Eventing 25: Bailey Moran & Loughnatousa Caislean on the Move

The USEF has named the 2015 Eventing 25 riders, and we’re excited to get to know each of them with a series of profiles on EN. These young riders are the future of our sport in the U.S., so remember their names and join us in giving them the recognition they deserve. Keep checking back for new profiles. Go Eventing 25!

Bailey Moran and Loughnatousa Caislean. Photo credit to Storey Crenshaw.

Bailey Moran and Loughnatousa Caislean. Photo by Storey Crenshaw.

Growing up, Bailey Moran’s parents tried to get her interested in almost every sport except riding, but their defenses wore down when at the age of 6 she successfully convinced them to give her one riding lesson. After that, Bailey met her mentor Brooke Baker, a pony named Razzmatazz, and was introduced to eventing. To her parent’s chagrin, there was no looking back, and riding became everything in her life.

Bailey was your average horse obsessed girl, watching all of the videos that she could get her hands on and reading all of the old books on eventing. She made the long trek from San Antonio, Texas, to visit Rolex for the first time in 2007 and was witness to the wonder that was Teddy O’Connor at the Head of the Lake.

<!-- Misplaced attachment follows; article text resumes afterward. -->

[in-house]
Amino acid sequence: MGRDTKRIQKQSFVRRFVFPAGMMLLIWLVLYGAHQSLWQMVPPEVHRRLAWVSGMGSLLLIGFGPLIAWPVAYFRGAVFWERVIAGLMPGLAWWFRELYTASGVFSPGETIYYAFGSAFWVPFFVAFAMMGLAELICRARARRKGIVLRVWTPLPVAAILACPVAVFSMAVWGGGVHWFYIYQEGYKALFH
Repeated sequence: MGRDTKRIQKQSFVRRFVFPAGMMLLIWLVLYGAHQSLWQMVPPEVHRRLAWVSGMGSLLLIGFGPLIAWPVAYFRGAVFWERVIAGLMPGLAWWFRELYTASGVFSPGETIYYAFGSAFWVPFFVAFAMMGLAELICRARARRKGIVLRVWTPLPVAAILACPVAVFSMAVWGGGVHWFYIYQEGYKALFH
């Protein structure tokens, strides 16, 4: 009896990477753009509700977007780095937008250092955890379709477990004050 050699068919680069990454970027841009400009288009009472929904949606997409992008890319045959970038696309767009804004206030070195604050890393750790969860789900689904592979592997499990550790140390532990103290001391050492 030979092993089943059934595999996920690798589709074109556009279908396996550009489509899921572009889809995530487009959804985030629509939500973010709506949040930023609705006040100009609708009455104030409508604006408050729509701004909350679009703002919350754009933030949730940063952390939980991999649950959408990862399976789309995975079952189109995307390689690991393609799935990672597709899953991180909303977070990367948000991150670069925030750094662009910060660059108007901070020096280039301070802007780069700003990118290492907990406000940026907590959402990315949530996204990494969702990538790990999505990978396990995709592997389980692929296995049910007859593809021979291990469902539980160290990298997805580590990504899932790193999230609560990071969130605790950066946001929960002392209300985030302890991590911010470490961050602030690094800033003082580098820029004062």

“The emotion was overwhelming as the crowd held their breath while Teddy picked off each element as easy as ever, and the screams were deafening as he galloped away,” Bailey remembers. “That’s when I decided that one day I would be there. Without a doubt, I would be competing there.”

Her quest for upper level success began almost five years ago with a trip to Loughnatousa Farms in Ireland, where she met a 5-year-old uncoordinated chestnut horse by the name of Loughnatousa Caislean, or Leo. He wasn’t the most impressive horse that she’d ever seen, she said, but after only a few minutes of jumping cross country, she had made up her mind, and the match was made.

While his name is still a mouthful (it’s pronounced Lock-na-two-sa Cash-lawn), Leo has outgrown most of his awkward tendencies, and they have travelled up the levels together through their first CCI2* this summer at the North American Junior & Young Rider Championships, where they placed 8th individually.

In 14 competitions at the Intermediate or two-star level this year, they’ve racked up five wins, four top-three finishes, and only placed out of the top 10 once. She capped off the year with winning the USEA Intermediate Young Rider of the Year title.

Bailey & Leo at NAJYRC 2014. Photo by Dan Moran.

Bailey & Leo at NAJYRC 2014. Photo by Dan Moran.

“The best thing about Leo is that he’s an absolute powerhouse,” Bailey said. “He feels unreal galloping on cross country and can go from a flat out sprint to a 10-foot stride in half a second; he’s just so adjustable. He’s a little unconventional when it comes to technique in show jumping, but he’s done six consecutive double clear rounds this year, so I think he makes it work.”

Leo can still be a little Irish in his temperament, and although he’s coming up on his 10th year of life, he still enjoys spooking violently at different shades of grass on occasion. “It makes me laugh now, and fortunately he seems to be slowly growing out of that phase, but he’s probably going to buck me off tomorrow just because I said that.”